Rolling Stone and Erdely were caught red-handed with a false story. A media storm erupted around it, forcing Rolling Stone retract the story and issue this statement:
“In the face of new information, there now appear to be discrepancies in Jackie’s account, and we have come to the conclusion that our trust in her was misplaced.”
Forget taking responsibility or irresponsible journalism. Forget not being concerned with fact checking. Rolling Stone had just simply misplaced their trust in Jackie. That’s all. It wasn’t their fault! They were just fooled by a really good story teller! If anything, Rolling Stone is the victim here!
Despite their retraction, the damage was done, and innocent people had suffered. The members of Phi Kappa Psi had gone through emotional trauma. Their house was vandalized with bricks through windows, and spraypainted with words like “rapists.” They had to flee to hotels. The rest of the fraternities and sororities were told to abide by new, unnecessary rules, all for having done nothing wrong.
Erdely herself issued what appeared to be an apology of her own.
“The past few months, since my Rolling Stone article “A Rape on Campus” was first called into question, have been among the most painful of my life. Reading the Columbia account of the mistakes and misjudgments in my reporting was a brutal and humbling experience. I want to offer my deepest apologies: to Rolling Stone’s readers, to my Rolling Stone editors and colleagues, to the U.V.A. community, and to any victims of sexual assault who may feel fearful as a result of my article…”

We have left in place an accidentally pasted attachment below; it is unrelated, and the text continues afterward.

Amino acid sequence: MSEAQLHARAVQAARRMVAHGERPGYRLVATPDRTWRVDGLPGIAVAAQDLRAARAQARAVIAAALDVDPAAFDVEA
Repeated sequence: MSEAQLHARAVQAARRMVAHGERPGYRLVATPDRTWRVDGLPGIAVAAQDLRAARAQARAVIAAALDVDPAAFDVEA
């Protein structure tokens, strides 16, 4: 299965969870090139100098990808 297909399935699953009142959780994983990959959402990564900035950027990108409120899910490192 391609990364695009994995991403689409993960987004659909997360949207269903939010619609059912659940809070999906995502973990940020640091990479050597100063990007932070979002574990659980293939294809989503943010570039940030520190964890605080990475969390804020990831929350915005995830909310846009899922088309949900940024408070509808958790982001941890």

This apology can’t even be considered an apology at all, as Erdely gave no wordage to the real victims of the story: the young men whose lives she destroyed.
It would be one thing if Rolling Stone just gave fawning attention to murderers, but the UVA hoax wasn’t just come controversial cover, it was a story that was crafted in order to create villains out of real people. Who those people were made zero difference, so long as Rolling Stone had a martyr for their narrative, it didn’t matter who paid the price.
By the way, Erdely gets to keep her job.
This is who Rolling Stone is. The entertainment magazine that puts psychopaths in the same place they put Dave Grohl and Brad Pitt. The magazine that riles a mob with a lie, hoping it won’t get caught, then issues shrug-worthy statements until the pressure becomes too much. Rolling Stone is the journalism we’re all so sick of.
This is the information age, and while a lie may travel halfway around the world before the truth gets its pants on, it sure as hell suffers a massive beatdown once the truth catches up. Rolling Stone needs to remember this fact and quick. Its advertisers are starting to get a little nervous. The publication’s flat-out disrespect for the victims of bombings has cost them as well. If Rolling Stone doesn’t get its act together, then you may very well see the information age bite it for its abuse. Consumer revolts are a popular thing nowadays, and people know that emailing advertisers works.
Hailing from Austin, Texas, Brandon Morse has been writing about politics and culture across many websites for the last six years, with a heavy emphasis on anti-authoritarianism. Aside from writing articles, he is also known for voice acting and authoring scripts. He is an avid gamer, dog person, and has a bad habit of making vague references to things no one has heard about or seen. Follow him at @TheBrandonMorse on Twitter.
Click through the gallery below to read more from Morse in his previous EveryJoe columns: